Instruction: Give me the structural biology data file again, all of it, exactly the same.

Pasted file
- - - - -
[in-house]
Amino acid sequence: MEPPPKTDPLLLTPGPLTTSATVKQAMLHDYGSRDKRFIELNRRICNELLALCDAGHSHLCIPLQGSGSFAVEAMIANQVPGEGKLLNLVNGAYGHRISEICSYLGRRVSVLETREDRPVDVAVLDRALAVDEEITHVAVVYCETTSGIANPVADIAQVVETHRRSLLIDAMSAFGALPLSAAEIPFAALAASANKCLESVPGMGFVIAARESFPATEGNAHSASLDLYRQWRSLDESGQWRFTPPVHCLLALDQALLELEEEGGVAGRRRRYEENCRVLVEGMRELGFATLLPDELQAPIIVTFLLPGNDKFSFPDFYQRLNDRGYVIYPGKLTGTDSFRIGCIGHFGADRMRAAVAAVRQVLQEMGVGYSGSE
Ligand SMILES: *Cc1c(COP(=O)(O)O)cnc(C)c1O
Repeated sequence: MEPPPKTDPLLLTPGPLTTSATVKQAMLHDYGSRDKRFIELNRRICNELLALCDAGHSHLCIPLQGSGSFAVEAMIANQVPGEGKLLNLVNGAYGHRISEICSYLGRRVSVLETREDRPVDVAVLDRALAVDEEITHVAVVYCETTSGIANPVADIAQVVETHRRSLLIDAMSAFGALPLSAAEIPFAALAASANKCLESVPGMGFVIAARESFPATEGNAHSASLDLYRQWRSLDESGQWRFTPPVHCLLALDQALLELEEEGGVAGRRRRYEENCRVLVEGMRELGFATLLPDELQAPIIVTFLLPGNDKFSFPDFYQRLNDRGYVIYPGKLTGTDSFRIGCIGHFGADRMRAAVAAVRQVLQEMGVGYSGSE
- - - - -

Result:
[in-house]
Amino acid sequence: MEPPPKTDPLLLTPGPLTTSATVKQAMLHDYGSRDKRFIELNRRICNELLALCDAGHSHLCIPLQGSGSFAVEAMIANQVPGEGKLLNLVNGAYGHRISEICSYLGRRVSVLETREDRPVDVAVLDRALAVDEEITHVAVVYCETTSGIANPVADIAQVVETHRRSLLIDAMSAFGALPLSAAEIPFAALAASANKCLESVPGMGFVIAARESFPATEGNAHSASLDLYRQWRSLDESGQWRFTPPVHCLLALDQALLELEEEGGVAGRRRRYEENCRVLVEGMRELGFATLLPDELQAPIIVTFLLPGNDKFSFPDFYQRLNDRGYVIYPGKLTGTDSFRIGCIGHFGADRMRAAVAAVRQVLQEMGVGYSGSE
Ligand SMILES: *Cc1c(COP(=O)(O)O)cnc(C)c1O
Repeated sequence: MEPPPKTDPLLLTPGPLTTSATVKQAMLHDYGSRDKRFIELNRRICNELLALCDAGHSHLCIPLQGSGSFAVEAMIANQVPGEGKLLNLVNGAYGHRISEICSYLGRRVSVLETREDRPVDVAVLDRALAVDEEITHVAVVYCETTSGIANPVADIAQVVETHRRSLLIDAMSAFGALPLSAAEIPFAALAASANKCLESVPGMGFVIAARESFPATEGNAHSASLDLYRQWRSLDESGQWRFTPPVHCLLALDQALLELEEEGGVAGRRRRYEENCRVLVEGMRELGFATLLPDELQAPIIVTFLLPGNDKFSFPDFYQRLNDRGYVIYPGKLTGTDSFRIGCIGHFGADRMRAAVAAVRQVLQEMGVGYSGSE